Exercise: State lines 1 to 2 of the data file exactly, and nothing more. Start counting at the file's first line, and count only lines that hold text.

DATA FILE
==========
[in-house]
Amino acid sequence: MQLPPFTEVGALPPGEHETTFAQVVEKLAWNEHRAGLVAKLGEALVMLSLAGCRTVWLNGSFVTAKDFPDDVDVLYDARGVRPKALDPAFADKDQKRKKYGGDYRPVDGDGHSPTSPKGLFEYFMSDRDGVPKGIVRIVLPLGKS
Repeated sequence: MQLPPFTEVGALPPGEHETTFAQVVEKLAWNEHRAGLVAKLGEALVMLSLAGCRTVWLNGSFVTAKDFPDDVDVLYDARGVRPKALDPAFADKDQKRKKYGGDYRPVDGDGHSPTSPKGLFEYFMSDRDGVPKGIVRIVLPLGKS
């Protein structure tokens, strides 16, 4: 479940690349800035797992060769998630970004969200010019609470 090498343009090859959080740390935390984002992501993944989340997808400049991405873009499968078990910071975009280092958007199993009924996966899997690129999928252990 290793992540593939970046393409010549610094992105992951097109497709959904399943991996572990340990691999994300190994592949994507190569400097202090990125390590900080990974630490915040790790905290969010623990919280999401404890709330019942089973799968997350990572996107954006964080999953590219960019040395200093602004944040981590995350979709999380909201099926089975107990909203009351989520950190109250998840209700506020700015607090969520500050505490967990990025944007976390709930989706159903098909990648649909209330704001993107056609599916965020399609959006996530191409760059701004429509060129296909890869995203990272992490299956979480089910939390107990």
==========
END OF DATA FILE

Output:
[in-house]
Amino acid sequence: MQLPPFTEVGALPPGEHETTFAQVVEKLAWNEHRAGLVAKLGEALVMLSLAGCRTVWLNGSFVTAKDFPDDVDVLYDARGVRPKALDPAFADKDQKRKKYGGDYRPVDGDGHSPTSPKGLFEYFMSDRDGVPKGIVRIVLPLGKS